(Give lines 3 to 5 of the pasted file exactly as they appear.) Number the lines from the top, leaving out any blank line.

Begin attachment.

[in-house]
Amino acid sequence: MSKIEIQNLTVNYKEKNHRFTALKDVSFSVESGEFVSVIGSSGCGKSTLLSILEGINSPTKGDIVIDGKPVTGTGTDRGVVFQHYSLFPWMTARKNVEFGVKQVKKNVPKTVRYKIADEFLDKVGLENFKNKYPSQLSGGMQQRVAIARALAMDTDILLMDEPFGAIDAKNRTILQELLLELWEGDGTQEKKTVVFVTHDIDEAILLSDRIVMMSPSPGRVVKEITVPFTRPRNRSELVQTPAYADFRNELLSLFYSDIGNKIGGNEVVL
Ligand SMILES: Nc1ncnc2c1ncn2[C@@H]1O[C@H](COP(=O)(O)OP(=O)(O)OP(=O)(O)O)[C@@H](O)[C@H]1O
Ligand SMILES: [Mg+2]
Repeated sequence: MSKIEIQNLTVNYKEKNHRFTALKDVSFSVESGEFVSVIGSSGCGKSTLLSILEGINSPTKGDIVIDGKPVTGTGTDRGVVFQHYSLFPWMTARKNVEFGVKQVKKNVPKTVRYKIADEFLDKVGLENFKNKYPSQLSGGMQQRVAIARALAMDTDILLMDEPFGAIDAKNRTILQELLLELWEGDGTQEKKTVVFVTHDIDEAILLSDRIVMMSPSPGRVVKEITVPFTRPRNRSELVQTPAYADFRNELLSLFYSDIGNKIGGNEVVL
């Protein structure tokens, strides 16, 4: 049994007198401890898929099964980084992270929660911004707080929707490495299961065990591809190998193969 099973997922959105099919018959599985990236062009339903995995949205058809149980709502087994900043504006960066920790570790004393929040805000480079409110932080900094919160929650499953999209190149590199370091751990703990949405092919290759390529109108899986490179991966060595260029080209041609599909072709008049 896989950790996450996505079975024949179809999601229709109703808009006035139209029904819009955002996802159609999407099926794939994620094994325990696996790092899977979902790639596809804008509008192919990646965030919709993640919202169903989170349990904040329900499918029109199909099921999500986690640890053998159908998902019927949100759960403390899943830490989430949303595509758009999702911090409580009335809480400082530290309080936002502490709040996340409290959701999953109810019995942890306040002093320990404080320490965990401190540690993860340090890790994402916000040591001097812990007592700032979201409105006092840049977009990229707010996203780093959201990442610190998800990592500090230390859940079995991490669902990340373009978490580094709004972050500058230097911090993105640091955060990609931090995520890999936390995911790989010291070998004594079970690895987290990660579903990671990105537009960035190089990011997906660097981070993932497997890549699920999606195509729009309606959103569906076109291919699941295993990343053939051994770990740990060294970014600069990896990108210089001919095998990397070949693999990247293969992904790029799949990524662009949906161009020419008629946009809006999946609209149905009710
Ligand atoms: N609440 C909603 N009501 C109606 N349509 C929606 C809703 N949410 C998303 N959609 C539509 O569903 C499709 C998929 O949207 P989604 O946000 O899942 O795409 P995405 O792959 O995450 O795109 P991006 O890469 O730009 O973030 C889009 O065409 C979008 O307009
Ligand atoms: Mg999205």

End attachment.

Ligand SMILES: Nc1ncnc2c1ncn2[C@@H]1O[C@H](COP(=O)(O)OP(=O)(O)OP(=O)(O)O)[C@@H](O)[C@H]1O
Ligand SMILES: [Mg+2]
Repeated sequence: MSKIEIQNLTVNYKEKNHRFTALKDVSFSVESGEFVSVIGSSGCGKSTLLSILEGINSPTKGDIVIDGKPVTGTGTDRGVVFQHYSLFPWMTARKNVEFGVKQVKKNVPKTVRYKIADEFLDKVGLENFKNKYPSQLSGGMQQRVAIARALAMDTDILLMDEPFGAIDAKNRTILQELLLELWEGDGTQEKKTVVFVTHDIDEAILLSDRIVMMSPSPGRVVKEITVPFTRPRNRSELVQTPAYADFRNELLSLFYSDIGNKIGGNEVVL